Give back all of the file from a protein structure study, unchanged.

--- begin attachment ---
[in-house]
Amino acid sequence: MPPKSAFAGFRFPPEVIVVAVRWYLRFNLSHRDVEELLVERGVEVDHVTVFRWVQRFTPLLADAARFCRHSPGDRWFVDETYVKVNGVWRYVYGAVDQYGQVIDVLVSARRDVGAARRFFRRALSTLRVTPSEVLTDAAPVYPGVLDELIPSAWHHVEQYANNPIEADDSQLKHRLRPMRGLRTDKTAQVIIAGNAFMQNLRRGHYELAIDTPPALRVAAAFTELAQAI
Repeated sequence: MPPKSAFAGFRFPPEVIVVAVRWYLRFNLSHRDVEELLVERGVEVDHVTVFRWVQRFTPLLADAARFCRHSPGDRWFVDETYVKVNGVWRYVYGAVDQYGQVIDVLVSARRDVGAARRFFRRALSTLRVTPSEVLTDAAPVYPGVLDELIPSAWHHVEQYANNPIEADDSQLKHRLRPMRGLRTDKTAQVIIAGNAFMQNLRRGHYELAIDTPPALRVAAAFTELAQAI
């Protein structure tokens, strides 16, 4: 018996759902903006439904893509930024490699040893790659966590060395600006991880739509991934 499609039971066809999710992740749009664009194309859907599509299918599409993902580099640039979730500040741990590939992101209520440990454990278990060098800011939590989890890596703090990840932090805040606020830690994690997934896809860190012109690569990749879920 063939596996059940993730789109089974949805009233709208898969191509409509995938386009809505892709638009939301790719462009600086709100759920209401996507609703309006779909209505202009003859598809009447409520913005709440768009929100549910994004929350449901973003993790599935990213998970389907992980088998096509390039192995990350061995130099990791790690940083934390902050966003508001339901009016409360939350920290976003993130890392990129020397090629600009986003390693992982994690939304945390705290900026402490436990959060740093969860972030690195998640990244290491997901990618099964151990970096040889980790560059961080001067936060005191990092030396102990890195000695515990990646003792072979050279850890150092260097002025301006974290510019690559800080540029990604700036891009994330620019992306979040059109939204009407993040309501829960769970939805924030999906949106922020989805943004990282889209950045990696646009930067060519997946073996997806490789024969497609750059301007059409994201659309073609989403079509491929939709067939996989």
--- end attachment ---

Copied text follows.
[in-house]
Amino acid sequence: MPPKSAFAGFRFPPEVIVVAVRWYLRFNLSHRDVEELLVERGVEVDHVTVFRWVQRFTPLLADAARFCRHSPGDRWFVDETYVKVNGVWRYVYGAVDQYGQVIDVLVSARRDVGAARRFFRRALSTLRVTPSEVLTDAAPVYPGVLDELIPSAWHHVEQYANNPIEADDSQLKHRLRPMRGLRTDKTAQVIIAGNAFMQNLRRGHYELAIDTPPALRVAAAFTELAQAI
Repeated sequence: MPPKSAFAGFRFPPEVIVVAVRWYLRFNLSHRDVEELLVERGVEVDHVTVFRWVQRFTPLLADAARFCRHSPGDRWFVDETYVKVNGVWRYVYGAVDQYGQVIDVLVSARRDVGAARRFFRRALSTLRVTPSEVLTDAAPVYPGVLDELIPSAWHHVEQYANNPIEADDSQLKHRLRPMRGLRTDKTAQVIIAGNAFMQNLRRGHYELAIDTPPALRVAAAFTELAQAI
């Protein structure tokens, strides 16, 4: 018996759902903006439904893509930024490699040893790659966590060395600006991880739509991934 499609039971066809999710992740749009664009194309859907599509299918599409993902580099640039979730500040741990590939992101209520440990454990278990060098800011939590989890890596703090990840932090805040606020830690994690997934896809860190012109690569990749879920 063939596996059940993730789109089974949805009233709208898969191509409509995938386009809505892709638009939301790719462009600086709100759920209401996507609703309006779909209505202009003859598809009447409520913005709440768009929100549910994004929350449901973003993790599935990213998970389907992980088998096509390039192995990350061995130099990791790690940083934390902050966003508001339901009016409360939350920290976003993130890392990129020397090629600009986003390693992982994690939304945390705290900026402490436990959060740093969860972030690195998640990244290491997901990618099964151990970096040889980790560059961080001067936060005191990092030396102990890195000695515990990646003792072979050279850890150092260097002025301006974290510019690559800080540029990604700036891009994330620019992306979040059109939204009407993040309501829960769970939805924030999906949106922020989805943004990282889209950045990696646009930067060519997946073996997806490789024969497609750059301007059409994201659309073609989403079509491929939709067939996989």